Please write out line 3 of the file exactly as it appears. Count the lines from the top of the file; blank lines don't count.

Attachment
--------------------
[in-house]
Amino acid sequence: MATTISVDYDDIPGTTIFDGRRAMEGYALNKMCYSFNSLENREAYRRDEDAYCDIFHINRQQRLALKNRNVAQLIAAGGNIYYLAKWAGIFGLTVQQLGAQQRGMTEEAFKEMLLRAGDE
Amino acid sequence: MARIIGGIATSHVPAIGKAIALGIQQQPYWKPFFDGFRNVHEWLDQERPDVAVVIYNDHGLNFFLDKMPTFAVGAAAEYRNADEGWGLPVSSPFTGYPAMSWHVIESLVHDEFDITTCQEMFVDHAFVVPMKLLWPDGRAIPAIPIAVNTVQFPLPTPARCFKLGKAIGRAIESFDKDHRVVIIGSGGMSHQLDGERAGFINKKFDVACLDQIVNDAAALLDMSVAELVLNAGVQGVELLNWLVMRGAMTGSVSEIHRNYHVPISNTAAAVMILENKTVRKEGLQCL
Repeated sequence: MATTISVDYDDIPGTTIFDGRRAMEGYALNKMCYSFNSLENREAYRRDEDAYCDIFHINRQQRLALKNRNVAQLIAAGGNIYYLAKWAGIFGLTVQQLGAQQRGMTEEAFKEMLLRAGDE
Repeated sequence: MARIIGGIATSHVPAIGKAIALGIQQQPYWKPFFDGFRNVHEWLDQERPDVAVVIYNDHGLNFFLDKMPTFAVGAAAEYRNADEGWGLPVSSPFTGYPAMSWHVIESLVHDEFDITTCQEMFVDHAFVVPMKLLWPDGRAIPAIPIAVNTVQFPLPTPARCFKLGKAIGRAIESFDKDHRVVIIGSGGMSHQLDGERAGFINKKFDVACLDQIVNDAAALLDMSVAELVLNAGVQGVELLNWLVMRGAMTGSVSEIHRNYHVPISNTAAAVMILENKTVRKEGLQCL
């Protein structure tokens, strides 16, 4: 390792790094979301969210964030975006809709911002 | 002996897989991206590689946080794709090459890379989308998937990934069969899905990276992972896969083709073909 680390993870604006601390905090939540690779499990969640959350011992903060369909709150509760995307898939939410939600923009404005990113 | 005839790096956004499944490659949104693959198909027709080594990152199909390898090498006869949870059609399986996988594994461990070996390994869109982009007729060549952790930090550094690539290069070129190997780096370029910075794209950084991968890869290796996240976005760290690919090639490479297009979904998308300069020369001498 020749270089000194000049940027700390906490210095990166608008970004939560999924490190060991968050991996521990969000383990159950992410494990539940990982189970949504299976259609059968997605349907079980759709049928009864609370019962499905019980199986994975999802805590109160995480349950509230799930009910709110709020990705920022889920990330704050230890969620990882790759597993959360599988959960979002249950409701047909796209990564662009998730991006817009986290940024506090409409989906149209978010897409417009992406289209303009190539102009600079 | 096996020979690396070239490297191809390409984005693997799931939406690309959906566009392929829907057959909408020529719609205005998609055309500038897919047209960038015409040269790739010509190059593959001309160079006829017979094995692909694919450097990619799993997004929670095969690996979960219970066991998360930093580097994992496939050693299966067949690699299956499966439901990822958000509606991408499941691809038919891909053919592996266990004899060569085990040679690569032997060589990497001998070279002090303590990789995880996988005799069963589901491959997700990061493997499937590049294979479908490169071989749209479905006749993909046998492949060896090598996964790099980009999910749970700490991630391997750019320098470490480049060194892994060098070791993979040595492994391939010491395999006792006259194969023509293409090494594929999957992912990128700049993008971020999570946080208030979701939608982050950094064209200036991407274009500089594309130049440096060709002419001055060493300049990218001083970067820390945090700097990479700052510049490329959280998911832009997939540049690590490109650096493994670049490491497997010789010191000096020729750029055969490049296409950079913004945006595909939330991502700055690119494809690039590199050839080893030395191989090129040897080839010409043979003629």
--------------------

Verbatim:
Amino acid sequence: MARIIGGIATSHVPAIGKAIALGIQQQPYWKPFFDGFRNVHEWLDQERPDVAVVIYNDHGLNFFLDKMPTFAVGAAAEYRNADEGWGLPVSSPFTGYPAMSWHVIESLVHDEFDITTCQEMFVDHAFVVPMKLLWPDGRAIPAIPIAVNTVQFPLPTPARCFKLGKAIGRAIESFDKDHRVVIIGSGGMSHQLDGERAGFINKKFDVACLDQIVNDAAALLDMSVAELVLNAGVQGVELLNWLVMRGAMTGSVSEIHRNYHVPISNTAAAVMILENKTVRKEGLQCL